Category Archives: Biology

Have we Discovered How to make Drought-Resistant Crops?

Have we Discovered How to make Drought-Resistant Crops?

There are more than enough reasons to treasure science and to push the envelope towards progress. Some are driven by an insatiable need to personally know more. Others are pushed to research in hopes of improving efficiency for their industry’s bottom line. And others, still, are compelled to research because they need to solve a problem and they’re pressed for time. This third category is where the scientists working on the RIPE (Realizing Increased Photosynthetic Efficiency) project find themselves.

There are a lot of changes in this world coming down the pike that will dramatically affect the way humans manage resources over the next century. These changes primarily relate to two quickly-increasing variables: human population and global average temperatures. As temperatures rise around the globe, droughts are expected to become more common and more frequent, leaving less time for afflicted areas to recover before the next drought occurs. Furthermore, the population of 7.6 billion humans living on the earth right now is projected by the UN to grow to approximately 9.8 billion by 2050. On top of this, roughly 70% of the world’s fresh water is allocated towards agriculture. The most important factors to healthy, sustained human life on Earth (besides oxygen) are access to food and clean drinking water.

These factors form a perfect storm of sorts. As population grows, we will need to find new ways to feed people. While many are attempting to address an incoming food shortage by curbing food waste, people are also looking into increasing crop yields through a deeper understanding of photosynthesis. This is where RIPE comes in.

RIPE scientists working out of the Carl R. Woese Institute for Genomic Biology at the University of Illinois seem to have found a way of engineering crops so that they use roughly 25% less water while providing the same yields. Through genetic testing on the tobacco plant, they found that by increasing the levels of the protein PsbS (Photosystem II Subunit S), the percentage of water lost per molecule of COassimilated by the plant was reduced by 25% without loss in yield or photosynthesis. And, since PsbS functions the same across all plants, they expect their results to be applicable to other crops as well.

To understand this a little better, it is important to have a slight understanding of what they did. The protein they manipulated, PsbS, is directly related to the functioning of the plant’s stomata. Stomata are the microscopic pores on the epidermis of a plant where gas exchange occurs. Here, COis absorbed to be used in photosynthesis in a process called assimilation, while, at the same time, water vapor is lost in what is called transpiration. Our Monocot Leaf Epidermis slide shows what stomata look like under a microcope:

Stomata in a leaf

The opening and closing of stomata is influenced by the humidity, the COlevels inside the plant, the quality of light, and the quantity of light. The RIPE researchers wanted to genetically alter the stomatal reaction to the quantity of light. Since PsbS plays an essential role in informing the plant on the amount of light available, they wanted test if excess levels of it would trick the plants into opening their stomata less.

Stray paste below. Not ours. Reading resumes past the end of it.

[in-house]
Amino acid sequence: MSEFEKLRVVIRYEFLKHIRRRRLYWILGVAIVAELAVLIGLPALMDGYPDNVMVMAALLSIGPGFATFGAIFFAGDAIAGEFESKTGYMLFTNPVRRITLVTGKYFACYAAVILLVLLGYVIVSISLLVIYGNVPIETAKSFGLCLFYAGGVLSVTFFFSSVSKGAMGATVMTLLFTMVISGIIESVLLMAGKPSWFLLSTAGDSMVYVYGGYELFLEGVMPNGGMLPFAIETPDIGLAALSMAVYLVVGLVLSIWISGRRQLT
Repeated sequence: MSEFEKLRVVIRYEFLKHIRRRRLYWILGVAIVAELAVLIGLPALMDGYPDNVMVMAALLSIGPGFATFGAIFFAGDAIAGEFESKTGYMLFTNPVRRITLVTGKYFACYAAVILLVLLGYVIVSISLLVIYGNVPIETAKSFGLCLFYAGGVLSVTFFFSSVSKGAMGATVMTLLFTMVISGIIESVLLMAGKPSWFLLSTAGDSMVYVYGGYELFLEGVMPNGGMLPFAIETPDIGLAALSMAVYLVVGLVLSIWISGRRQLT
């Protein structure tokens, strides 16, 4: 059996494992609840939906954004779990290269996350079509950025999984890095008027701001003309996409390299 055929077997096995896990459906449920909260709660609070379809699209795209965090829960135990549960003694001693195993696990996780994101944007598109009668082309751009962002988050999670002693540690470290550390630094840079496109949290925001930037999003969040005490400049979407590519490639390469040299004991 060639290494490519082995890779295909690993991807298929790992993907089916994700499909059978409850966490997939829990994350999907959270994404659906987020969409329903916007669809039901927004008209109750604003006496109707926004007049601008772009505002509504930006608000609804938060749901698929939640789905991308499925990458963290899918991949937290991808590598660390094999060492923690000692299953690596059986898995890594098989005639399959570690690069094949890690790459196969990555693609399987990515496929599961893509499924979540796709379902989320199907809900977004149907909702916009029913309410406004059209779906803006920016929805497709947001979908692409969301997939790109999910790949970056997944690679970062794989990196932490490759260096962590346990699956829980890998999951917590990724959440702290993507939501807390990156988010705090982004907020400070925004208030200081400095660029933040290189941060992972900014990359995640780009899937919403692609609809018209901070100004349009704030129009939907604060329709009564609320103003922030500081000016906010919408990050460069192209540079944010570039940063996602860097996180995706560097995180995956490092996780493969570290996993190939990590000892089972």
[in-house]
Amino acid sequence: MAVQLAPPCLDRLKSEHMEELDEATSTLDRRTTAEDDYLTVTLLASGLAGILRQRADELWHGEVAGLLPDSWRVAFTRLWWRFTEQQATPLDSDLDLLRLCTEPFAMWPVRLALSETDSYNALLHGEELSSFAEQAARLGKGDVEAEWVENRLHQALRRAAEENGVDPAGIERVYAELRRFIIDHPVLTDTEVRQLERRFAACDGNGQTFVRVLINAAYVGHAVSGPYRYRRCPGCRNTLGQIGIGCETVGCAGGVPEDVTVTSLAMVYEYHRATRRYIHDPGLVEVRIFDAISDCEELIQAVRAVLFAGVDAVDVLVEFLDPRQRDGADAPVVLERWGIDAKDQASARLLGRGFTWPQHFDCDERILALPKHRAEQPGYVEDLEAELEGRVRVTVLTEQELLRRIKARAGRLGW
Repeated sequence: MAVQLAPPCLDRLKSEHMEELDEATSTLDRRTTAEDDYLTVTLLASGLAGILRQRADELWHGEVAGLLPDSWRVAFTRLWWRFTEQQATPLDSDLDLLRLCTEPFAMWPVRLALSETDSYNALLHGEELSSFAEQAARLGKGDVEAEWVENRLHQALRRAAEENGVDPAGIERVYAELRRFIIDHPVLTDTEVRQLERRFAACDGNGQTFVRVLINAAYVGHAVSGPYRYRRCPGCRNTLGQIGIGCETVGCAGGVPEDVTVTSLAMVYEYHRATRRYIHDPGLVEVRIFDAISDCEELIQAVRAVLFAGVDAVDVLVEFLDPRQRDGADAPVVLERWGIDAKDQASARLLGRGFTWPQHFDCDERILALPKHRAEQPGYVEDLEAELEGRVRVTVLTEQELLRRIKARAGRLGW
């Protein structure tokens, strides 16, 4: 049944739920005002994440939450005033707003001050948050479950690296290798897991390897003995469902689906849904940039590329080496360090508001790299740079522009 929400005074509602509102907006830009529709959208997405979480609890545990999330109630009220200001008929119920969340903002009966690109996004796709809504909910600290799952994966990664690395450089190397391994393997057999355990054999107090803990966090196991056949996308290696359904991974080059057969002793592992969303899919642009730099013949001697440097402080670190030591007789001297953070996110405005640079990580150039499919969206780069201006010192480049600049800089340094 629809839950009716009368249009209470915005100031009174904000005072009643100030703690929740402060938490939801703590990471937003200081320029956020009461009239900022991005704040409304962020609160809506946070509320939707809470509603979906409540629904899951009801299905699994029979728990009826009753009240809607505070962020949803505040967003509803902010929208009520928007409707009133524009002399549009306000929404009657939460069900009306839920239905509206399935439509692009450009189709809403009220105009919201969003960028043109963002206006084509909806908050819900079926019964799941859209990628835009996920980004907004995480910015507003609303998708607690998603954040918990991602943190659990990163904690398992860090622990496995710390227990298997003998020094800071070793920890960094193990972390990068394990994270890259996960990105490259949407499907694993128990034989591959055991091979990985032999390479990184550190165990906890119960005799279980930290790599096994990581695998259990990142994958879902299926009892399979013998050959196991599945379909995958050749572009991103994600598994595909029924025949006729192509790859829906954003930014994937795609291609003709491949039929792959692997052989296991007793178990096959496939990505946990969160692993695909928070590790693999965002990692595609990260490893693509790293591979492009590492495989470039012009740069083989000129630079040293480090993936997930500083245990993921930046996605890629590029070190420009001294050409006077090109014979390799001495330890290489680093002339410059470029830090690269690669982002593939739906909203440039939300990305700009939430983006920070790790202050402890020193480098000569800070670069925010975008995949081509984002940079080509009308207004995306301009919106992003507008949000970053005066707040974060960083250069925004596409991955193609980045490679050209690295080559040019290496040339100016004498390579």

They hypothesized that since atmospheric COlevels have increased so much over the last 100-odd years, the stomata on the plant would not need to open as much to take in the amount of COthey need for photosynthesis. That being the case, the smaller pores of the less-opened stomata would allow for the plants to hold onto more of their water and lose less through the pores.

After model tests and field tests, their results seemed to back up their hypothesis. That is a big deal. From here they plan to apply this research to food-producing crops, and, in the process, hopefully cut our agricultural water usage dramatically.

The necessity for research like this can be scary to think about. But, as I said earlier, sometimes science is done because we can’t do without it. That said, even without the prerequisite doom and gloom, the potential water saving aspect of this project is awesome and exciting. Progress like this opens up great new possibilities as to where to allocate resources and how to help the less fortunate people of the world in its drought-stricken regions.

— GSC Go Science Crazy and Jacob Monash

Zika as a Cancer Treatment

We are proud to partner with our suppliers to provide you with the best products for your classroom, and we are also please to share this blog post from our partners at GSC International. 
Zika as a Cancer Treatment?

Zika as a Cancer Treatment?

I stumbled across one story this week regarding the Zika virus and brain cancer research that caught my eye, though the research is far from conclusive. Before I really discuss the article and the study it describes, I wanted to give some context behind Zika and its current state.

Zika is a virus that in a healthy, non-pregnant person causes only mild symptoms. It is mainly transmitted by mosquitoes in the Aedes genus, frequently by the Aedes Aegypti mosquito, but it is also known to be transmitted sexuallyMany who are infected don’t realize they’ve come down with the virus, and very few deaths are caused by it. There are two complications of the disease, however, that make it more than concerning – it can trigger Guillain–Barré syndrome (which causes your immune system to attack your nerves) in adults, and microcephaly (a smaller than average head) and other brain defects in children born to infected mothers. Much of the work around Zika includes preventing the infection of pregnant women, and there are already vaccines being tested for them.

I want to be clear – Zika virus is not yet a massive threat in the United States. It is much more prevalent in South America, Central America, Africa, and other regions closer to the equator. The nation-wide panic and sensationalism that filled the news in 2016 when the World Health Organization (WHO) declared it a global medical emergency has more or less subsided. Though we don’t know what the future holds, the CDC is taking measures to prevent its spread around the world and in the US, such as education, travel warnings, further study, and comprehensive tracking, among other things.